Serial, radio review: Series ends and justice turns out to be deaf

The secret to the programme's success is that it allows its audience to play armchair detective

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The Independent Culture

So that’s it. After 12 episodes filled with questions about whether a man is justifiably serving life in prison for murder, the hugely popular Serial has come to an end. All that remains are more questions.

The final programme in a gripping series scrutinising a potential miscarriage of justice over a US High School murder was available for download today, keenly awaited by millions who – if seeking a tidy conclusion to an outwardly simple murder case – may have been disappointed.

Presenter Sarah Koenig has spent a year examining the case of Adnan Syed, a 17-year-old jailed for life for the murder of his former girlfriend Hae Min Lee in Maryland in 1999. Prosecutors say that he was driven to murder after she ended their relationship. Syed – in a series of lucid and perceptive recorded phone calls from his high-security prison – says they have the wrong man. His supporters say that Syed, of Pakistani descent, has been the victim of a judicial system affected by racism, a defence solicitor whose powers were on the wane and a police inquiry that failed to follow leads that pointed to his innocence. But the case against Syed was powerful: a friend gave a largely consistent statement saying they buried the body together and cell phone evidence put him close to the burial site at about the right time. He cannot remember where he was on the night.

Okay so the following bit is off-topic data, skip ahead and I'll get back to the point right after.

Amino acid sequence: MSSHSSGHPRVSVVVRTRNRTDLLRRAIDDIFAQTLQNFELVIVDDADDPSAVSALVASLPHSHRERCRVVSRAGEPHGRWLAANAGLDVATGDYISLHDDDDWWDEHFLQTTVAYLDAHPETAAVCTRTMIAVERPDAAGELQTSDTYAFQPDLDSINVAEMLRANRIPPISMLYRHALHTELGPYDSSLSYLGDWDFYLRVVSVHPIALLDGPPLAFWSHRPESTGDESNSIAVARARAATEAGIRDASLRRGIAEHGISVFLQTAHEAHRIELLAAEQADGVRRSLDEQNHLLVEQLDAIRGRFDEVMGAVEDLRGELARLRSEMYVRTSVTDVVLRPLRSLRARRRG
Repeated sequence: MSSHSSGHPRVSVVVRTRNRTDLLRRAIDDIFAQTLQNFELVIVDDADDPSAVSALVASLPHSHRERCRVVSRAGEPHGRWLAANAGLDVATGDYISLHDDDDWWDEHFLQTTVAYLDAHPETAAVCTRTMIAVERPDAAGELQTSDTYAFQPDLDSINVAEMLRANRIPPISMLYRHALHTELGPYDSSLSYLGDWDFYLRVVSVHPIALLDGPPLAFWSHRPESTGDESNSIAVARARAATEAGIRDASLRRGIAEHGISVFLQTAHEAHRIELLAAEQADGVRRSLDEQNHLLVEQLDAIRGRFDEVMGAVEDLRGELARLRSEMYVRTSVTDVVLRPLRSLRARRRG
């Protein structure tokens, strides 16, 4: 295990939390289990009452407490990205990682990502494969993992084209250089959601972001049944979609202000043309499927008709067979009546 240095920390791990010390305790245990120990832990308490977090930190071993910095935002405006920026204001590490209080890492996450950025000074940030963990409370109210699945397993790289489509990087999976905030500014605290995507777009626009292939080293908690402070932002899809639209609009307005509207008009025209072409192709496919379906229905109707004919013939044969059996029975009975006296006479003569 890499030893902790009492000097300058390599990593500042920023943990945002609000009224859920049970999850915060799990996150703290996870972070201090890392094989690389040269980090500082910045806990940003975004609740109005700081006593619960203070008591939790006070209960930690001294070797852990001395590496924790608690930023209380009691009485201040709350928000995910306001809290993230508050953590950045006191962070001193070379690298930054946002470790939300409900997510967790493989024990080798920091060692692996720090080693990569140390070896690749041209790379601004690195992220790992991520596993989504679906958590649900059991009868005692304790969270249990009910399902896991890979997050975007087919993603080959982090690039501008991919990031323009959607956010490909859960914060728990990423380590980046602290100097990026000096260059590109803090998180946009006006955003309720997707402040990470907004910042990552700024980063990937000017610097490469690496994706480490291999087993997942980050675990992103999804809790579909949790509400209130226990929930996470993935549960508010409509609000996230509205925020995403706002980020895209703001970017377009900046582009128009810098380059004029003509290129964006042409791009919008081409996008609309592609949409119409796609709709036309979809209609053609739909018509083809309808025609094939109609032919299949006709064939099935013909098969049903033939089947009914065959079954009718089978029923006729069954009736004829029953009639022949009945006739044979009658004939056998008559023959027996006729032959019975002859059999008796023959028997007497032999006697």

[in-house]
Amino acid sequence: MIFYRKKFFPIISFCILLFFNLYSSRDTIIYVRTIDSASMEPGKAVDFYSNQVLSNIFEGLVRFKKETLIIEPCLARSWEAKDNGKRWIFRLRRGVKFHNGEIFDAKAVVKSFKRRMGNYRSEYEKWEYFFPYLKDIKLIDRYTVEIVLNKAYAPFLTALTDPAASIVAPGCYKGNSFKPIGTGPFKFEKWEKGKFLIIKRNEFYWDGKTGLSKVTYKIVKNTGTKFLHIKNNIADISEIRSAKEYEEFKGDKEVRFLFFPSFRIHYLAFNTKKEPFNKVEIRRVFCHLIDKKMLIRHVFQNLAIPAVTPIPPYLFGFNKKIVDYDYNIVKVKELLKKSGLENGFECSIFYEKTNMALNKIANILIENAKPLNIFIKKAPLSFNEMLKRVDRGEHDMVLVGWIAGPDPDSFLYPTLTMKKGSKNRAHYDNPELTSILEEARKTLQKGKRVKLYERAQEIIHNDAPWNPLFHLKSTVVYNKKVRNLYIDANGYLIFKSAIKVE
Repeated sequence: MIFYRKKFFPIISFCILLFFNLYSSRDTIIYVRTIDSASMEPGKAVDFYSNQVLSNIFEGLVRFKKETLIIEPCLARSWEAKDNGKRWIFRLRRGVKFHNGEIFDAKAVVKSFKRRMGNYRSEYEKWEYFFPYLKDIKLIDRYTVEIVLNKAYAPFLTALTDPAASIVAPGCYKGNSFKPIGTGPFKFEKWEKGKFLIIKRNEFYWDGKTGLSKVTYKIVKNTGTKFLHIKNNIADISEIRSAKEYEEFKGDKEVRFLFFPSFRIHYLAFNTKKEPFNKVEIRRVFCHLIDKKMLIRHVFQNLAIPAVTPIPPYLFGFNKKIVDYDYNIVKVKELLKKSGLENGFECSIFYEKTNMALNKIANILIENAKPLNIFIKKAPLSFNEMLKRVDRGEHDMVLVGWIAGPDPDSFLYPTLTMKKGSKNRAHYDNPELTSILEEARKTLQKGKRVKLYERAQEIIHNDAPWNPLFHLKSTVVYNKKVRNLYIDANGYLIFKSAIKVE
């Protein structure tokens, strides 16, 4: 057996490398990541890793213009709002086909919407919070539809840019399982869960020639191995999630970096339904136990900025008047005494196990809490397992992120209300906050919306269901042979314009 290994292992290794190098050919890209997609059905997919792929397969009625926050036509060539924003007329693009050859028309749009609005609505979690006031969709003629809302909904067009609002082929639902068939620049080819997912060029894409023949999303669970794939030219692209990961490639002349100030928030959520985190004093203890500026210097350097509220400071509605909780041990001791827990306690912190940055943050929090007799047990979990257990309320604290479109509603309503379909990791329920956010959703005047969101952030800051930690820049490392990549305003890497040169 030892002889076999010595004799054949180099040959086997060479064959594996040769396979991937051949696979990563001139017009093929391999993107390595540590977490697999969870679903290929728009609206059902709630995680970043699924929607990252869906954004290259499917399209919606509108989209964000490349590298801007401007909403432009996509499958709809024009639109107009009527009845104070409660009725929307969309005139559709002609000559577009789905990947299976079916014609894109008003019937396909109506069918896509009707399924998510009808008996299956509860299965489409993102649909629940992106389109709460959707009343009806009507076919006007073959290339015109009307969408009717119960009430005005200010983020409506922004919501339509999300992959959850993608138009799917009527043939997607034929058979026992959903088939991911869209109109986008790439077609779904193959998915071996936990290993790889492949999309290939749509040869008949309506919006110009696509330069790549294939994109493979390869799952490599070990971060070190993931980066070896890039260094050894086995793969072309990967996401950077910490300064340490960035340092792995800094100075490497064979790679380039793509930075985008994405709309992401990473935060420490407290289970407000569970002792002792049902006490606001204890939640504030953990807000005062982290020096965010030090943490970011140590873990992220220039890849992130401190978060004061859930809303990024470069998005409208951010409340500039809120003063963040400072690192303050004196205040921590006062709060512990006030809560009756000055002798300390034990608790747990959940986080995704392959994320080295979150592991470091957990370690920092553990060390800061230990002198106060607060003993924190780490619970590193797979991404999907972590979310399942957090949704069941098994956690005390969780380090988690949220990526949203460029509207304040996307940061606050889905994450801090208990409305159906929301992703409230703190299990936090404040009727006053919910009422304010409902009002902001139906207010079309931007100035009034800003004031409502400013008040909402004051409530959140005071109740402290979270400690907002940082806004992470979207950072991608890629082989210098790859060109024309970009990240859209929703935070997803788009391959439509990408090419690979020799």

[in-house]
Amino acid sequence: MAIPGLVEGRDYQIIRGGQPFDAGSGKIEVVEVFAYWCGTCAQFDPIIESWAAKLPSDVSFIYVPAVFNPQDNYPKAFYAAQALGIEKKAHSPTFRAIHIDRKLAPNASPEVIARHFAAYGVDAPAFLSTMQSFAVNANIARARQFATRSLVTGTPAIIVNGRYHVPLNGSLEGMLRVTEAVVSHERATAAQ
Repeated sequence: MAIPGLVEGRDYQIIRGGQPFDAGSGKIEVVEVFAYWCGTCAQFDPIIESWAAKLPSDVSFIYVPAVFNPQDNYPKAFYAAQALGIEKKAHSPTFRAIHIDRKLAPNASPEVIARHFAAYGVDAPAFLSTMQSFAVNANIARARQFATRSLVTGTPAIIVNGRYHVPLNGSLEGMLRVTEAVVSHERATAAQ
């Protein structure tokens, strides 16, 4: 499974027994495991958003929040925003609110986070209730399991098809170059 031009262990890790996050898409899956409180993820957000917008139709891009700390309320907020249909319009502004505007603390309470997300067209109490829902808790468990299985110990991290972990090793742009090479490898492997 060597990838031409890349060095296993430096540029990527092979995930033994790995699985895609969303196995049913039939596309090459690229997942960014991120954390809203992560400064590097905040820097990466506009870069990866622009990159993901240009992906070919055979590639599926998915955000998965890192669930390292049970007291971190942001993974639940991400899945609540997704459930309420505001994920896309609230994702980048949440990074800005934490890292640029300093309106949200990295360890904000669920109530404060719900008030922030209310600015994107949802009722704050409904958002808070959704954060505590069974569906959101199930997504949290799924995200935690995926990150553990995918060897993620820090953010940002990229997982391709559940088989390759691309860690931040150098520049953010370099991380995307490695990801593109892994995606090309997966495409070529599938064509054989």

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Over months of analysis of court records, interviews and research, Ms Koenig re-examined the theories, and raised considerably more questions than answers. One of them was posed by the narrator herself: “Did we just spend a year applying excessive scrutiny to a perfectly ordinary case?”

Syed’s guilt or innocence is one unanswered question. Why the series has been so successful is another. Although Ms Koenig has appeared to be batting for Syed, her switching between belief in his guilt or innocence has allowed the listener to play armchair detective. This is key to its success, according to miscarriage of justice lawyer Sophie Walker. “It has all the hallmarks of a miscarriage of justice case,” she said, though she expresses no opinion on whether she thinks Syed is guilty. “The focus on just one case over a long period of time is incredible. There are very few lawyers who have the flexibility to work so constantly on one case.”

Justice can be inconclusive. But Syed remains in prison, and for Hae Min Lee’s family – who took no part in the programme – the painful circumstances of their daughter’s death have been played out publicly. And now the show moves on to series two.

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